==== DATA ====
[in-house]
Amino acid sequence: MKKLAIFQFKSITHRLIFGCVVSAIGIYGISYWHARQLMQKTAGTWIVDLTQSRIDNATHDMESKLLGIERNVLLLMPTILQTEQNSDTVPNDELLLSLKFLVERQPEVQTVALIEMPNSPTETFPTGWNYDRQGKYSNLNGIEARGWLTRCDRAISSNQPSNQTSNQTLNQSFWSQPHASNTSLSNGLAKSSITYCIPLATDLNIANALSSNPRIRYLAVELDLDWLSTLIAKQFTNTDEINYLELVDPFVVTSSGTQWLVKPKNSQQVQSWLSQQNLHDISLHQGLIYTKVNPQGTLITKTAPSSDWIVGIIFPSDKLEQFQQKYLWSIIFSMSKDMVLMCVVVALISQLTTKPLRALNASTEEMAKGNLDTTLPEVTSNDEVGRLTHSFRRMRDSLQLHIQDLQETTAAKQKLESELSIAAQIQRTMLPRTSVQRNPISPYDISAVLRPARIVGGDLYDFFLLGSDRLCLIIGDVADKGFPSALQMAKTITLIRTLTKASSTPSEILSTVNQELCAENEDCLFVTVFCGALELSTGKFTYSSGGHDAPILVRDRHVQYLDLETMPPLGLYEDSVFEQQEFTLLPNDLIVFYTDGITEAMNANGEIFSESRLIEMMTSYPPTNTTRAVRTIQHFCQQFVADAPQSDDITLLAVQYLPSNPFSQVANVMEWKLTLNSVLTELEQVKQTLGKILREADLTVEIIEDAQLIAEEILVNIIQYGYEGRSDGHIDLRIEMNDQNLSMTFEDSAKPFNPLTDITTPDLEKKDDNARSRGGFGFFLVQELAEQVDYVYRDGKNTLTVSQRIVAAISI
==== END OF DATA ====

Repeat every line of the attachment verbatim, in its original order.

[in-house]
Amino acid sequence: MKKLAIFQFKSITHRLIFGCVVSAIGIYGISYWHARQLMQKTAGTWIVDLTQSRIDNATHDMESKLLGIERNVLLLMPTILQTEQNSDTVPNDELLLSLKFLVERQPEVQTVALIEMPNSPTETFPTGWNYDRQGKYSNLNGIEARGWLTRCDRAISSNQPSNQTSNQTLNQSFWSQPHASNTSLSNGLAKSSITYCIPLATDLNIANALSSNPRIRYLAVELDLDWLSTLIAKQFTNTDEINYLELVDPFVVTSSGTQWLVKPKNSQQVQSWLSQQNLHDISLHQGLIYTKVNPQGTLITKTAPSSDWIVGIIFPSDKLEQFQQKYLWSIIFSMSKDMVLMCVVVALISQLTTKPLRALNASTEEMAKGNLDTTLPEVTSNDEVGRLTHSFRRMRDSLQLHIQDLQETTAAKQKLESELSIAAQIQRTMLPRTSVQRNPISPYDISAVLRPARIVGGDLYDFFLLGSDRLCLIIGDVADKGFPSALQMAKTITLIRTLTKASSTPSEILSTVNQELCAENEDCLFVTVFCGALELSTGKFTYSSGGHDAPILVRDRHVQYLDLETMPPLGLYEDSVFEQQEFTLLPNDLIVFYTDGITEAMNANGEIFSESRLIEMMTSYPPTNTTRAVRTIQHFCQQFVADAPQSDDITLLAVQYLPSNPFSQVANVMEWKLTLNSVLTELEQVKQTLGKILREADLTVEIIEDAQLIAEEILVNIIQYGYEGRSDGHIDLRIEMNDQNLSMTFEDSAKPFNPLTDITTPDLEKKDDNARSRGGFGFFLVQELAEQVDYVYRDGKNTLTVSQRIVAAISI